Virginia House Commmitee Advances Bill to Ban ‘Assault Firearms’

February 7, 2020 Updated: February 9, 2020
FONT BFONT SText size

A bill that would ban citizens from owning or selling an “assault firearm” passed a Virginia House of Delegates committee on Feb. 7, as several gun control proposals move through the Democratic-controlled state legislature.

Meanwhile, gun sales in the state have soared in the past few months.

The legislation, dubbed HB 961, expands the definition of “assault firearm” and “prohibits any person from importing, selling, transferring, manufacturing, purchasing, possessing, or transporting an assault firearm.” It passed the House of Delegates Committee on Public Safety along party lines by a vote of 12–9.

The bill defines an assault firearm as “a semi-automatic center-fire rifle that expels single or multiple projectiles by action of an explosion of a combustible material with a fixed magazine capacity in excess of 12 rounds,” among other things.

A violation of the proposed bill would result in a Class 6 felony, according to the text of the legislation. In the state, Class 6 felonies are punishable by a prison term ranging between 1 to 5 years.

HB 961 will need to pass the state House and Senate by the Feb. 11 deadline and also be signed by Virginia’s governor to officially become law.

NRA spokesperson Catherine Mortensen said the proposed gun ban is “will make millions of law-abiding Virginians felons overnight while doing nothing to decrease crime. That’s why a majority of Virginians oppose it.”

Democrats recently won control of the state’s House and Senate chamber—for the first time in over two decades—and have vowed to enact stronger gun control policies, saying it will help reduce shootings and deaths. In addition to the majority in the state legislature, Virginia’s governor, lieutenant governor, and attorney general are Democrats as well.

The Coalition to Stop Gun Violence, a nonprofit gun control advocacy organization, said in a statement that it welcomed the vote.

“Perpetrators of mass shootings often use these types of weapons coupled with high-capacity magazines, which increase lethality by giving the shooter more firepower without having to reload,” Lori Haas, the group’s Virginia state director, said. “This legislation is the first step towards getting these weapons of war off the streets of Virginia.”

The Senate version of a similar assault weapons bill was shut down weeks ago during a Senate Judiciary Committee hearing.

Gun rights groups and Second Amendment advocates have decried the measures, telling The Epoch Times that the proposed bills violate their constitutional rights and will do nothing to stop criminals. On Jan. 20, a gun-rights rally opposing the legislation drew at least 22,000 Second Amendment advocates from across the country to Richmond.

On Jan. 24, the Virginia House Public Safety Committee voted to advance seven gun control measures,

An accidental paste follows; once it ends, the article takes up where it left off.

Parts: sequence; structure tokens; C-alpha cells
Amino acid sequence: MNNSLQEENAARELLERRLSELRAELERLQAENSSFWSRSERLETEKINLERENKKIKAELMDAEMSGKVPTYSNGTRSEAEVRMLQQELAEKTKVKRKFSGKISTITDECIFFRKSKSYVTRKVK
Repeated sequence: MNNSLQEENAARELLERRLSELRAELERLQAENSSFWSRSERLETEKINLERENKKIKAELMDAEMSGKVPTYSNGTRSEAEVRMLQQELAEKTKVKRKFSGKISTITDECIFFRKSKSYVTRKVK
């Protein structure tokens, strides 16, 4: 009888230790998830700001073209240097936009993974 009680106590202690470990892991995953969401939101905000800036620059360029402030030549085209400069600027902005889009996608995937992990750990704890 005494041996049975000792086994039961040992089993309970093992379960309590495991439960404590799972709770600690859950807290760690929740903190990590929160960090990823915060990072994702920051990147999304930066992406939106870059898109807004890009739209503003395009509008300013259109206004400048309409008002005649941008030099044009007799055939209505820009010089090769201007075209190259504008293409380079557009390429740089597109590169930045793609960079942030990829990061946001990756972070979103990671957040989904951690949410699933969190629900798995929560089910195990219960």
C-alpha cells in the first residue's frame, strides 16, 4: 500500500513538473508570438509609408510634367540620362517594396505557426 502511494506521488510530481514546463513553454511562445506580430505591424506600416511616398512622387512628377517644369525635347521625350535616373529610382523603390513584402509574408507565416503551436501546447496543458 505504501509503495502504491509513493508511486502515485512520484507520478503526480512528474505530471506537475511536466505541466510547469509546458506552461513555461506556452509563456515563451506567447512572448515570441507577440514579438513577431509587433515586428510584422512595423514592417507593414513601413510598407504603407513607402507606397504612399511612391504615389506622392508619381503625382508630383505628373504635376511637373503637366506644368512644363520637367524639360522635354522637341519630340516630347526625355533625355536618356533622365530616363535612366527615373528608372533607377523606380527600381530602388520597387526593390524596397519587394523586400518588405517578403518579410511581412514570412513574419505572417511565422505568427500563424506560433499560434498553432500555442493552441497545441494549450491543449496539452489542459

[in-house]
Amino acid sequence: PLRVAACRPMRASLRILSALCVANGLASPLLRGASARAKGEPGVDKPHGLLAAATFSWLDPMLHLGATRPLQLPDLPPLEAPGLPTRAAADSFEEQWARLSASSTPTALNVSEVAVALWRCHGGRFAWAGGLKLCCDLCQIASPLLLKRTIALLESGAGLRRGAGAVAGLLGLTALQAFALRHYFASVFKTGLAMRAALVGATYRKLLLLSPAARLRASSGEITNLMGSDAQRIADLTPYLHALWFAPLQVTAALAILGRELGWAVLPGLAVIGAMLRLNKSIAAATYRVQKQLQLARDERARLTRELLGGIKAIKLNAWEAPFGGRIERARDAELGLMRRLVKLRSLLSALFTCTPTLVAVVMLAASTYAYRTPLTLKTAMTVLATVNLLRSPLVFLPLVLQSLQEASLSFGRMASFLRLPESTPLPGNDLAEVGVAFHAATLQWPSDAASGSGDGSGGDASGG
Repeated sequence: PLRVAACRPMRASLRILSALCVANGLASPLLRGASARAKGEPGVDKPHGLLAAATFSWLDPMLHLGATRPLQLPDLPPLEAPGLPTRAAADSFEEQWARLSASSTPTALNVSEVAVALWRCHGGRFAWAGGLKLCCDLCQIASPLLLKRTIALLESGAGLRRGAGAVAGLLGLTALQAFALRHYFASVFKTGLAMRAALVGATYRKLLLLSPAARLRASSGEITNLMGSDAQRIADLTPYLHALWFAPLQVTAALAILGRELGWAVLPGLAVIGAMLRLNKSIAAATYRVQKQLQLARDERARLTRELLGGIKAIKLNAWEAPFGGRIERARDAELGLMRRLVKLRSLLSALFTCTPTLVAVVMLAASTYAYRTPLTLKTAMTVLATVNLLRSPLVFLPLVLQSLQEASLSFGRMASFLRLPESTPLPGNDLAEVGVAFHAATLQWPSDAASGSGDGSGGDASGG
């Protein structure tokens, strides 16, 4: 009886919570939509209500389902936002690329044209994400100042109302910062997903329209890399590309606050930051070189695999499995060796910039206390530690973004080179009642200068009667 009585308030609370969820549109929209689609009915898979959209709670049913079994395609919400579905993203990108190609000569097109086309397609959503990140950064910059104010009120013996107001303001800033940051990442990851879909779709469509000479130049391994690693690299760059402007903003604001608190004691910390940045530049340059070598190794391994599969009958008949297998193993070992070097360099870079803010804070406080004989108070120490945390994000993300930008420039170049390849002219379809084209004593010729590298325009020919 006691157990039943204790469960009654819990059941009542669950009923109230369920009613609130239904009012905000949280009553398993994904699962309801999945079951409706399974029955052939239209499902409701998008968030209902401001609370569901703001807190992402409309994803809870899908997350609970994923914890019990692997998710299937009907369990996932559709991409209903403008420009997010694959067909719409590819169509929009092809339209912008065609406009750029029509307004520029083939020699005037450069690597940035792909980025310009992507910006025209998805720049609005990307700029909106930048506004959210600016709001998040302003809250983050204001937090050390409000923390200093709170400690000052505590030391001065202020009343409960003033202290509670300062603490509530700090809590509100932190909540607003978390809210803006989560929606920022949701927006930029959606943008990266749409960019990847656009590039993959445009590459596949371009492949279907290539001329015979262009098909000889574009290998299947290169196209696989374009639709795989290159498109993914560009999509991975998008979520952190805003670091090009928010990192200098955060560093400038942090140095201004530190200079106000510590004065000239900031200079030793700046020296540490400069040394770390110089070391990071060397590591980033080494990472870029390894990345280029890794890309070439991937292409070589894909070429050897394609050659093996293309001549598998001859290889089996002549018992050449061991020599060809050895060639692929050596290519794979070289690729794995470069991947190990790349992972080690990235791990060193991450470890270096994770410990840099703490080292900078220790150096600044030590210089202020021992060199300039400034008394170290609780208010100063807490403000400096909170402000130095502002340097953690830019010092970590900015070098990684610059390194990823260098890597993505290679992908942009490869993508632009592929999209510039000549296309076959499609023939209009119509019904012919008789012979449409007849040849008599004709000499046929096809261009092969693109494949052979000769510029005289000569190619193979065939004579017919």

House Minority Leader Todd Gilbert said in a Feb. 7 statement following the recent vote on assault weapons that House Democrats “seem to have learned nothing from the public outcry caused by their proposals.

“Any legislation that requires Virginians to surrender or destroy their lawfully possessed firearms or standard-issue magazines is tantamount to confiscation and a gross violation of our constitutional rights,” Gilbert, a Republican, added.

The legislation also makes clear that any Virginian who legally owns an assault firearm on July 1, 2020, “may retain possession of such assault firearm after January 1, 2021, if such person has obtained a permit from the Department of State Police to possess an assault firearm in accordance with procedures established in the bill.”

Virginia’s Senate has since passed four gun control bills, which are being sent to the House for further discussion.

Virginia Gun Sales Rise

As gun control bills advance through the state legislature, gun sales have increased exponentially.

In January, there were 67,699 background checks conducted under the National Instant Criminal Background System, which are mandatory when purchasing firearms at retail stores. In January 2019, meanwhile, the number of background checks was 36,678, according to an analysis of FBI data by the National Shooting Sports Foundation (NSSF).

“Virginians are responding by voting with their wallets,” Mark Oliva, director of public affairs at the NSSF, told The Epoch Times.

“I think as long as firearms restrictions are being talked about and are being debated, you’re going to see more and more Virginians turning out to buy the firearms that they want.”

After Democrats won control of the state legislature in the November elections last year, Oliva said NSSF noted an increase in background checks for purchased guns in both December and January, adding that he believes the trend will continue.

He said self-defense is something that is becoming more important to Americans.

“I think it’s because more and more Americans are taking responsibility for their own safety. This idea that the government will provide for your safety I don’t think is being bought by your average American,” Oliva said.

Oliva said the fastest-growing group of firearms owners today is women.

“Women are overwhelmingly buying small defensive-use handguns,” he added. “That tells you something: More and more women are taking the responsibility of their safety into their own hands.”

Follow Bowen on Twitter: @BowenXiao_